It has been my great good fortune to spend a few days recently at liberty in Fenstanton, that tranquil village neatly bisected by the Felixstowe Road which serves here to link the Great North Road with the M11.

I was in company with a number of fine people, unsparing in their opinions, and opinions aplenty soon besprinkled the long grass of Hall Green as we trudged this way and that through it in our search for the village church – which is as strangely elusive as the gardener Brown’s own grave. One opinion most forcefully expressed by the learned gentleman farmer, Professor W was that, great drainer though he might have been, big boy Brown (the Capability man, of whom we were talking), would have found it hard to drain the field, which is flat and large and only a foot or two above the River Ouse which makes its sluggish way past the village and on towards the Wash.

I had got this far in my account when my interlocutor, Captain Ken, inquired what Fenstanton had to do with Brown anyway, for he had forgotten that here Brown had his landed estate, and here, when Heaven had prepared itself for alterations, he was buried.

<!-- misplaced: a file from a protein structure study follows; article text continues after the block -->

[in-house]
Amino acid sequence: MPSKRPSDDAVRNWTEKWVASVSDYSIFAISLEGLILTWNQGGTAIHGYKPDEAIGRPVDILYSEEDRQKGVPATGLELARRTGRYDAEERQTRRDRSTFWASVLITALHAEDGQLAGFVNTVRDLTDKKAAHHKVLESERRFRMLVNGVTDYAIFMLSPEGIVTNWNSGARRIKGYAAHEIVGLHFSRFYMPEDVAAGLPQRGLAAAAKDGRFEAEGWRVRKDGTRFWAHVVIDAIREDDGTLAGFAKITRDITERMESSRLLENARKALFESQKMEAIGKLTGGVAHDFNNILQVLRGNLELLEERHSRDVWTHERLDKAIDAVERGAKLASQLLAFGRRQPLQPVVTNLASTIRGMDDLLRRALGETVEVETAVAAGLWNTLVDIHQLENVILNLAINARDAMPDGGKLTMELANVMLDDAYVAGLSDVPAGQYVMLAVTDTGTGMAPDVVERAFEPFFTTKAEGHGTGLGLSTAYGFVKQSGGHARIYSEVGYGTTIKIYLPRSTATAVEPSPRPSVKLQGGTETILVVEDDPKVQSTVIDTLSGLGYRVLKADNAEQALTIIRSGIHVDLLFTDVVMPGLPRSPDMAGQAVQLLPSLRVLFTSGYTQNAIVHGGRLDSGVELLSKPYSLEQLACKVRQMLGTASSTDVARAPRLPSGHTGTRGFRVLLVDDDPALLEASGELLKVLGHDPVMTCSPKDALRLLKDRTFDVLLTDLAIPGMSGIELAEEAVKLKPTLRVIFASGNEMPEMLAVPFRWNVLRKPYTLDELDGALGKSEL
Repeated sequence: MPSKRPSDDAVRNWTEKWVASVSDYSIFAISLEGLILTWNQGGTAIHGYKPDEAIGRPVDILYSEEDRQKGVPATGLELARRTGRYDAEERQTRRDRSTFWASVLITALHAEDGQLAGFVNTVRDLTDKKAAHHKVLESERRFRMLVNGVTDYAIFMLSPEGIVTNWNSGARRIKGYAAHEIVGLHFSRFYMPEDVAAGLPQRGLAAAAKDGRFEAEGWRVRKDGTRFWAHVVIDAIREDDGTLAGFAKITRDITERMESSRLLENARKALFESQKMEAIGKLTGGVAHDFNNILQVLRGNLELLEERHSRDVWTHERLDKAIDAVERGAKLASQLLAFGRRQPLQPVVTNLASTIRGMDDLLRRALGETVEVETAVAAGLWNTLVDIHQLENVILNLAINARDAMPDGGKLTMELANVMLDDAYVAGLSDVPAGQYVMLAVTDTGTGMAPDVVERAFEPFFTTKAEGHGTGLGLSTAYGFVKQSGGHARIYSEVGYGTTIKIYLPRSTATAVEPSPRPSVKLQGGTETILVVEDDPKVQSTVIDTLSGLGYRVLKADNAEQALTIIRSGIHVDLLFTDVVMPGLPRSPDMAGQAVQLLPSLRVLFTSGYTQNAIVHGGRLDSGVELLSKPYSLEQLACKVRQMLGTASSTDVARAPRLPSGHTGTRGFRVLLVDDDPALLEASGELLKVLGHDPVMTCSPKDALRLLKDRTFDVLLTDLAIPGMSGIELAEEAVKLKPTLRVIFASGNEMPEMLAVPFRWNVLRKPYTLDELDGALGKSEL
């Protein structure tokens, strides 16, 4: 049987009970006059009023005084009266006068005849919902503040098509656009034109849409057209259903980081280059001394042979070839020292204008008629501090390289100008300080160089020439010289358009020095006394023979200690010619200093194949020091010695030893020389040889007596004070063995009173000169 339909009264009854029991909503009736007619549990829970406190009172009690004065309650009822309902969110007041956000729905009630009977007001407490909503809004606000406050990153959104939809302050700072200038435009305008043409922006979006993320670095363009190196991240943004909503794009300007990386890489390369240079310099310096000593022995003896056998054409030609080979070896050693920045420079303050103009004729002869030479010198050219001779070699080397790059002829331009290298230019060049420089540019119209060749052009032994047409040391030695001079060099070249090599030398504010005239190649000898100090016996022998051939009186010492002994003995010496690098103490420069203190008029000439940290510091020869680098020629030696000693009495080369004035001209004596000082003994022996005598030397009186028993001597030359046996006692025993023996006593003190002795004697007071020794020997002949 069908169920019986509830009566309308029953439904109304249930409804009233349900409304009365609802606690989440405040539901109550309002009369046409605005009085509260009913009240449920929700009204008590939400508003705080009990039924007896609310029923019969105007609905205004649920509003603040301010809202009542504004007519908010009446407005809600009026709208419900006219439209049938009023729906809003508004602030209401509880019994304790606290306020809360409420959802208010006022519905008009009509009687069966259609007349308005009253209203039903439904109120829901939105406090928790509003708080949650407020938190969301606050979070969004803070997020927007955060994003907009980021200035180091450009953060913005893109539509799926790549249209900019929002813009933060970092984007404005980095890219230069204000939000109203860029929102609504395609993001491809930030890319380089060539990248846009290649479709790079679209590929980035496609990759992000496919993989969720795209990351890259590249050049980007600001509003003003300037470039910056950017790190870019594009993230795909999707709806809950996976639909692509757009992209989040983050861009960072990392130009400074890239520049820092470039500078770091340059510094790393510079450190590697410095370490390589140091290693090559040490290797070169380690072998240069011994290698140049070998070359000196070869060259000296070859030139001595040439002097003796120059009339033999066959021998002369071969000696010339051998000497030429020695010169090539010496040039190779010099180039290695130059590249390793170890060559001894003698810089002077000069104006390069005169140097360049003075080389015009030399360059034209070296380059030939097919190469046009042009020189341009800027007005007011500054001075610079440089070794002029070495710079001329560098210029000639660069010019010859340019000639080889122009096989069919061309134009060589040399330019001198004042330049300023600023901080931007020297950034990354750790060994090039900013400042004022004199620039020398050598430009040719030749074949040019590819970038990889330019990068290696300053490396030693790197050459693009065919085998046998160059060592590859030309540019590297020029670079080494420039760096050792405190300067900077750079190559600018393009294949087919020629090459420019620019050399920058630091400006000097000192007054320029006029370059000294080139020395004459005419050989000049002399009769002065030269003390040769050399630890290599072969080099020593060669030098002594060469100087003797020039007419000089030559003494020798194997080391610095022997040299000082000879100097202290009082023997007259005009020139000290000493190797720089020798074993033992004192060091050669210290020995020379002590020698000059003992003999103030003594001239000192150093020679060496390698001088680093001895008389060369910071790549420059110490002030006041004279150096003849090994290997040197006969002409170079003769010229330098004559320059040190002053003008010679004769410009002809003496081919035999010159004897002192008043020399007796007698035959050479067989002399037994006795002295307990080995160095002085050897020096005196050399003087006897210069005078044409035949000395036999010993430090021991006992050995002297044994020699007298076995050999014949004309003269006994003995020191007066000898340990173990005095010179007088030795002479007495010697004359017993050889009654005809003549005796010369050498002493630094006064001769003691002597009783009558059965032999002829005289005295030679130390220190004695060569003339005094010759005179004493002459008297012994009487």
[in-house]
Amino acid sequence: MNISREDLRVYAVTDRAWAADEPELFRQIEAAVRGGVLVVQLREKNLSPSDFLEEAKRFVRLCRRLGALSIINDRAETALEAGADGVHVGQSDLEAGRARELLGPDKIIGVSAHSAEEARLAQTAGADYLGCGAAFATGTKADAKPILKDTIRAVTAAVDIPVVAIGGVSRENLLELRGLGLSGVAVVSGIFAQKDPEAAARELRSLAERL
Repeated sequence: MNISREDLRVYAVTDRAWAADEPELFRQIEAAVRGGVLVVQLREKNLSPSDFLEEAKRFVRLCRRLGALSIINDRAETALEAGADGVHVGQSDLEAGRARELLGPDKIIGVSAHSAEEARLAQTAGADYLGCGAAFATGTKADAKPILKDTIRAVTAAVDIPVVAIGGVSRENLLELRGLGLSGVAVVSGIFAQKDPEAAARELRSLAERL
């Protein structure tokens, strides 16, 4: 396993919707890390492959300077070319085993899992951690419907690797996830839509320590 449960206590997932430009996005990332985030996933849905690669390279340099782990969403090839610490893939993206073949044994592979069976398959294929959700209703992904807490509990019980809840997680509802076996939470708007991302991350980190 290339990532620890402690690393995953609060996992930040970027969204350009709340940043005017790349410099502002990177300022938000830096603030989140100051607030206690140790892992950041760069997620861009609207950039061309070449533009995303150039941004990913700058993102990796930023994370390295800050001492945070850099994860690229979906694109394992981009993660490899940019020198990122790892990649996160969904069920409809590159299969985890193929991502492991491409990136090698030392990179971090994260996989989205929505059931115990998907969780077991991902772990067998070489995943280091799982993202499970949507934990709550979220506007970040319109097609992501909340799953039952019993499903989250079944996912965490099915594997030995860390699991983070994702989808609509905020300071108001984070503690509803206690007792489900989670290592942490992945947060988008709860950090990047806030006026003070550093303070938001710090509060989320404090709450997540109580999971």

Now it would be easy to say, and a number of our party did say, that Brown was a great drainer, that he could have drained anything, or at the very least turned Hall Green into a flood meadow, yet I am not so ready to brush the Professor to one side. For it is the case that greater drainers arose to follow Brown. Elkington of Leicestershire at Woburn, at Paget’s and Lord Radnor’s, at Fisherwick, at Tardibig (I half expect this to be Hewell Grange), at Normanton, Charlecote and Trentham, where ‘a great part of the park … [was]… drained over again.’ After Elkington comes William Smith who replaced him at Woburn and went on to Shugborough – it is true that the bulk of the practice of these men related to places where there was no Brownian connection. Nonetheless, one might ask – were they taken on because Brown’s work had failed? because his client had elected to extend his improved acreage? because Brown’s brushwood drains would not have lasted more than a couple of decades? Who can say? – not I, I regret to say.